Tax Headlines

1827

CCH Weekly Report from Washington, D.C.

The House passed legislation that provides a substitute to the automatic cuts set for January 2 that are mandated by the Budget Control Act of 2011 (P.L. 112-25) and includes a provision that raises revenue through tighter controls on refundable child tax credits. The Senate rejected a student loan bill that would have held certain S corporations liable for payroll taxes. Meanwhile, the IRS issued final, temporary and proposed regulations relating to the treatment of up-front payments made under certain notional principal contracts (NPCs) for U.S. federal income tax purposes.

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House Passes Budget Sequestration Bill

The House passed the Sequester Replacement Reconciliation Bill (HR 5652) on May 10 by a vote of 218 to 199. The legislation, which provides a substitute to the automatic cuts set for January 2 mandated by the Budget Control Act of 2011 (P.L. 112-25), is unlikely to reach a vote in the Senate. The cuts were drafted by six House panels, including the House Ways and Means Committee, which approved tighter controls on refundable child tax credits claimed by taxpayers without Social Security numbers.

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Nebraska ~ Property Tax: Motion by Fax Proper, Timely Filed on Monday Following Saturday Due Date

The Nebraska Supreme Court has held that a motion for rehearing filed before the Tax Equalization and Review Commission (TERC) was timely filed since when a due date falls on a Saturday, Sunday, or legal holiday, the petition is timely filed so long as it is filed by the next business day. The due date for the taxpayer to file was Saturday, March 26, 2011, and the taxpayer filed by facsimile on Monday, March 28, 2011. Filing by facsimile was proper in order to meet the due date since any motion or objection to a motion may be filed with TERC by facsimile if the original is mailed or delivered to the TERC within 24 hours of the facsimile transmission. As a result of the proper filing of the motion, the taxpayer’s subsequent filing for judicial review was timely as well.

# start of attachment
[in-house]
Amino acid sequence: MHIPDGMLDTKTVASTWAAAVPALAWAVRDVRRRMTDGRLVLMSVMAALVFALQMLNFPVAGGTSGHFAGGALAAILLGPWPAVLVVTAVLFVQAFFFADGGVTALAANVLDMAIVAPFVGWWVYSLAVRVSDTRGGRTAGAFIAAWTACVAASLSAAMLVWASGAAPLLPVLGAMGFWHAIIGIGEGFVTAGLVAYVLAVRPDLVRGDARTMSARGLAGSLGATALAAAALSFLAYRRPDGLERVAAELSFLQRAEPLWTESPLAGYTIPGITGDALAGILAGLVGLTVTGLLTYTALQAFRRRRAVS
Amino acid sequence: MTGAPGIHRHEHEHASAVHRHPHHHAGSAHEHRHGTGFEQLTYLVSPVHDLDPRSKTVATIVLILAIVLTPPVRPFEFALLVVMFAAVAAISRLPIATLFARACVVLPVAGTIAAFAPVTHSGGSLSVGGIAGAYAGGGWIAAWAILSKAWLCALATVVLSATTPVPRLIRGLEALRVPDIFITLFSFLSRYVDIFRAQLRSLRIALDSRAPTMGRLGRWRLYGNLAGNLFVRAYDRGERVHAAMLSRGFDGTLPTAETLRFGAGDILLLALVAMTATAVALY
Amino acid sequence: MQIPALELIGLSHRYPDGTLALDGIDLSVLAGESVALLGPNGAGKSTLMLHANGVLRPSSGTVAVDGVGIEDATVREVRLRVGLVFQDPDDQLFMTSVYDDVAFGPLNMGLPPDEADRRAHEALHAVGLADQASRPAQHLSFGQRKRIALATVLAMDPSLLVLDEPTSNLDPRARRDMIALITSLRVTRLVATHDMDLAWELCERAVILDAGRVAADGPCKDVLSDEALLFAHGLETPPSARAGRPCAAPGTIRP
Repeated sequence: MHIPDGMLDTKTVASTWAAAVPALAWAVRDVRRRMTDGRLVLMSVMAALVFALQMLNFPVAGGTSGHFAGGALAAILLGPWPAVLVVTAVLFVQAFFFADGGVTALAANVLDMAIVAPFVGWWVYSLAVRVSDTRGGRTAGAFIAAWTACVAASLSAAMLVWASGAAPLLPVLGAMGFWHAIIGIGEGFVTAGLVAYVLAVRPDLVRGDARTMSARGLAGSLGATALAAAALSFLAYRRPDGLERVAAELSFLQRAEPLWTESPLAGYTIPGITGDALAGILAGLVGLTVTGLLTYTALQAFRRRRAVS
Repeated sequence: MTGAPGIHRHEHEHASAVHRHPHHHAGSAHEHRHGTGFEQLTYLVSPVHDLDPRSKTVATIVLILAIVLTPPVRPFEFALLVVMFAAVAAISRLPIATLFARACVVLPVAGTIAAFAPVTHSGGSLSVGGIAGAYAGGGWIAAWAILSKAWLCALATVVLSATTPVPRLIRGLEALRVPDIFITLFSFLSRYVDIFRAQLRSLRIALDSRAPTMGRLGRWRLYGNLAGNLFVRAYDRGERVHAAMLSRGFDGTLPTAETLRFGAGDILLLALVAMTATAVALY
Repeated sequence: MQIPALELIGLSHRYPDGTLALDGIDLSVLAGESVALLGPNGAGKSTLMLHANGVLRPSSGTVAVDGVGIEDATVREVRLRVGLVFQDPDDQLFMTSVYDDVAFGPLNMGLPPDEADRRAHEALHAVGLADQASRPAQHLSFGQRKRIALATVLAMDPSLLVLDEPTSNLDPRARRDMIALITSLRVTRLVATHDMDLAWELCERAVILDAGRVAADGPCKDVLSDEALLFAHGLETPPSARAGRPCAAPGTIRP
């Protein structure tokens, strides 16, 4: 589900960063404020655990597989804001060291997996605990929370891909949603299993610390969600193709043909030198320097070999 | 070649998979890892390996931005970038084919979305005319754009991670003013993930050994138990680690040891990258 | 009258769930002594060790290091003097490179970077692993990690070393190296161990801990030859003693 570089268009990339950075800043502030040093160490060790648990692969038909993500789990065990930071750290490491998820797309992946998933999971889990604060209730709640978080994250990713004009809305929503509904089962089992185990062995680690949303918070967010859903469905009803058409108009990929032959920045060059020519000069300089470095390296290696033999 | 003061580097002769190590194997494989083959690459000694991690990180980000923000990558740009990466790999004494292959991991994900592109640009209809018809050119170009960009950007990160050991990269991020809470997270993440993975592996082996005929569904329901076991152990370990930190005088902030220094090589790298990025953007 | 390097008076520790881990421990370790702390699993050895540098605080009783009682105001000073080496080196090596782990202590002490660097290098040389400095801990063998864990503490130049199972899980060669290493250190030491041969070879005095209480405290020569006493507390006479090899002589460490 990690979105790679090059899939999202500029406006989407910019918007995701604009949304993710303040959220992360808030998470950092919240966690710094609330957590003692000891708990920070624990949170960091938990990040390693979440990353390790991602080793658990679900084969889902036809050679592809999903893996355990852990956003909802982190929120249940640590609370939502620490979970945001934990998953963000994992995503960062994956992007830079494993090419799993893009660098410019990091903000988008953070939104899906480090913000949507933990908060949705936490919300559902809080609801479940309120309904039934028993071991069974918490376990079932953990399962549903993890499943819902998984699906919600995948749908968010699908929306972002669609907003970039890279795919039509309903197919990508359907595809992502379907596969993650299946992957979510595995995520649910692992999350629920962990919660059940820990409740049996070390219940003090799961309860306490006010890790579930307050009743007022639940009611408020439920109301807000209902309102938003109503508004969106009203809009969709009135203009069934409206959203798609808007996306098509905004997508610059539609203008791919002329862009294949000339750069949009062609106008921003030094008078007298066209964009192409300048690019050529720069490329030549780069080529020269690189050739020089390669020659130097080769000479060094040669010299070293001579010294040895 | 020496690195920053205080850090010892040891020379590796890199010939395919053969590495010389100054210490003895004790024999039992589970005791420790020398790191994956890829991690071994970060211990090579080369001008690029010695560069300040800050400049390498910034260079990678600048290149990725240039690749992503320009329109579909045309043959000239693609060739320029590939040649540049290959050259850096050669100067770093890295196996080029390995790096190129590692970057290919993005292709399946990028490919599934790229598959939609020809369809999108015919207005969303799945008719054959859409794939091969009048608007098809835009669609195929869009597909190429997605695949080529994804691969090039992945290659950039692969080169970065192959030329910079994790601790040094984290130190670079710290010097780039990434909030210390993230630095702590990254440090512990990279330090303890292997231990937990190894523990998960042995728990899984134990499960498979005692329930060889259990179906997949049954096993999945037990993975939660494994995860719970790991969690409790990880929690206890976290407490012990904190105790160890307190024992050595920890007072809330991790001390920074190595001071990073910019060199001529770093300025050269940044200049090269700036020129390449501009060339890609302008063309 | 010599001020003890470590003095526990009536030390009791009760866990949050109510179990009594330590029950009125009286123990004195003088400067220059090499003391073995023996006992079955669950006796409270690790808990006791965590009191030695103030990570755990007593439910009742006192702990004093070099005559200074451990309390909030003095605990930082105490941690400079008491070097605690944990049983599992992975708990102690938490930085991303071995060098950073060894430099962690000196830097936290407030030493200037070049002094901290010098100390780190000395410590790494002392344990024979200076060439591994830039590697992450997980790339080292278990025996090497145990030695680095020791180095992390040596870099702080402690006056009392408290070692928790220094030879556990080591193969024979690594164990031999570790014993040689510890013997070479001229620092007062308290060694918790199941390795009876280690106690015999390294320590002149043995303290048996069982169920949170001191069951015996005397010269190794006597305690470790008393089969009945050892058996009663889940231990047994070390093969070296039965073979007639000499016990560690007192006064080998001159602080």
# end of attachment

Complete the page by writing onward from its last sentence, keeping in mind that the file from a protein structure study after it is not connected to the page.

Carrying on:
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Minnesota ~ Sales and Use, Property Taxes: Click-Through Nexus Provision Passed by Senate; House and Senate Pass Stadium Exemptions

The Minnesota Senate has passed legislation that includes a sales and use tax click-through nexus provision, as well as property, sales, and use tax exemptions for a proposed new National Football League stadium. The Minnesota House of Representatives has also passed legislation that includes property, sales, and use tax exemptions for a new football stadium, but that legislation does not include the click-through nexus provision. These provisions are part of proposals for financing a new stadium for the Minnesota Vikings football team’s use and for other activities.

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Regulations Modifying Definition of United States Property Issued (T.D. 9589, NPRM REG-107548-11)

The IRS has issued final, temporary and proposed regulations relating to the treatment of up-front payments made under certain notional principal contracts (NPC) for U.S. federal income tax purposes. The temporary regulations establish an exception to the definition of U.S. property for obligations of U.S. persons arising from certain up-front payments made with respect to certain contracts that are properly classified as NPC for U.S. federal income tax purposes and that are cleared by a derivatives clearing organization or clearing agency.

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